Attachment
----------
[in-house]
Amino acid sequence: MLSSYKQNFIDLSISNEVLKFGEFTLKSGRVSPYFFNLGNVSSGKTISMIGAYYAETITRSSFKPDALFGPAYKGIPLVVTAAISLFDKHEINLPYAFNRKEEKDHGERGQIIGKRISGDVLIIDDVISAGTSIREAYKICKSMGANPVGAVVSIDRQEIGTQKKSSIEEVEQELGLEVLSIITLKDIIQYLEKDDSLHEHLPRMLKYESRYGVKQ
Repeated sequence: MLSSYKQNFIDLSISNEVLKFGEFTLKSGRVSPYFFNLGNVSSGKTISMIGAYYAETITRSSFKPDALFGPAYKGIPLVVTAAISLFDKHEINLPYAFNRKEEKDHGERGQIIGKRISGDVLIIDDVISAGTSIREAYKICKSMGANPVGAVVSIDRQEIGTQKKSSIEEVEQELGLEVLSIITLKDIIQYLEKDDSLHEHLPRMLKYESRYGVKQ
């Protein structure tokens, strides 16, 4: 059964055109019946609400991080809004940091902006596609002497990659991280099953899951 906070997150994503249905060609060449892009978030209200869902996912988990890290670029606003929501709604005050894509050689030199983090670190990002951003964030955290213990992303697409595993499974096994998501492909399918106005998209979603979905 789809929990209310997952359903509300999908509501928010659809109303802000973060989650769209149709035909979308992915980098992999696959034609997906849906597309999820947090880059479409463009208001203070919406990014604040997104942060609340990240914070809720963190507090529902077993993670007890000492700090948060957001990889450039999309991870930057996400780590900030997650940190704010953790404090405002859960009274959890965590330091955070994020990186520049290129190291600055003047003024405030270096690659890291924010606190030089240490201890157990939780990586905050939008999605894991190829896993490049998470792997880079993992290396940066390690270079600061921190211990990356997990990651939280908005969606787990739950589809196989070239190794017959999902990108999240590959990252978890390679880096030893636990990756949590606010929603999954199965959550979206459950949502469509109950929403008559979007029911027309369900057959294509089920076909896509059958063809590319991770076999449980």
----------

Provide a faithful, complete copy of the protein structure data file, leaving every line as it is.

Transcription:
[in-house]
Amino acid sequence: MLSSYKQNFIDLSISNEVLKFGEFTLKSGRVSPYFFNLGNVSSGKTISMIGAYYAETITRSSFKPDALFGPAYKGIPLVVTAAISLFDKHEINLPYAFNRKEEKDHGERGQIIGKRISGDVLIIDDVISAGTSIREAYKICKSMGANPVGAVVSIDRQEIGTQKKSSIEEVEQELGLEVLSIITLKDIIQYLEKDDSLHEHLPRMLKYESRYGVKQ
Repeated sequence: MLSSYKQNFIDLSISNEVLKFGEFTLKSGRVSPYFFNLGNVSSGKTISMIGAYYAETITRSSFKPDALFGPAYKGIPLVVTAAISLFDKHEINLPYAFNRKEEKDHGERGQIIGKRISGDVLIIDDVISAGTSIREAYKICKSMGANPVGAVVSIDRQEIGTQKKSSIEEVEQELGLEVLSIITLKDIIQYLEKDDSLHEHLPRMLKYESRYGVKQ
């Protein structure tokens, strides 16, 4: 059964055109019946609400991080809004940091902006596609002497990659991280099953899951 906070997150994503249905060609060449892009978030209200869902996912988990890290670029606003929501709604005050894509050689030199983090670190990002951003964030955290213990992303697409595993499974096994998501492909399918106005998209979603979905 789809929990209310997952359903509300999908509501928010659809109303802000973060989650769209149709035909979308992915980098992999696959034609997906849906597309999820947090880059479409463009208001203070919406990014604040997104942060609340990240914070809720963190507090529902077993993670007890000492700090948060957001990889450039999309991870930057996400780590900030997650940190704010953790404090405002859960009274959890965590330091955070994020990186520049290129190291600055003047003024405030270096690659890291924010606190030089240490201890157990939780990586905050939008999605894991190829896993490049998470792997880079993992290396940066390690270079600061921190211990990356997990990651939280908005969606787990739950589809196989070239190794017959999902990108999240590959990252978890390679880096030893636990990756949590606010929603999954199965959550979206459950949502469509109950929403008559979007029911027309369900057959294509089920076909896509059958063809590319991770076999449980």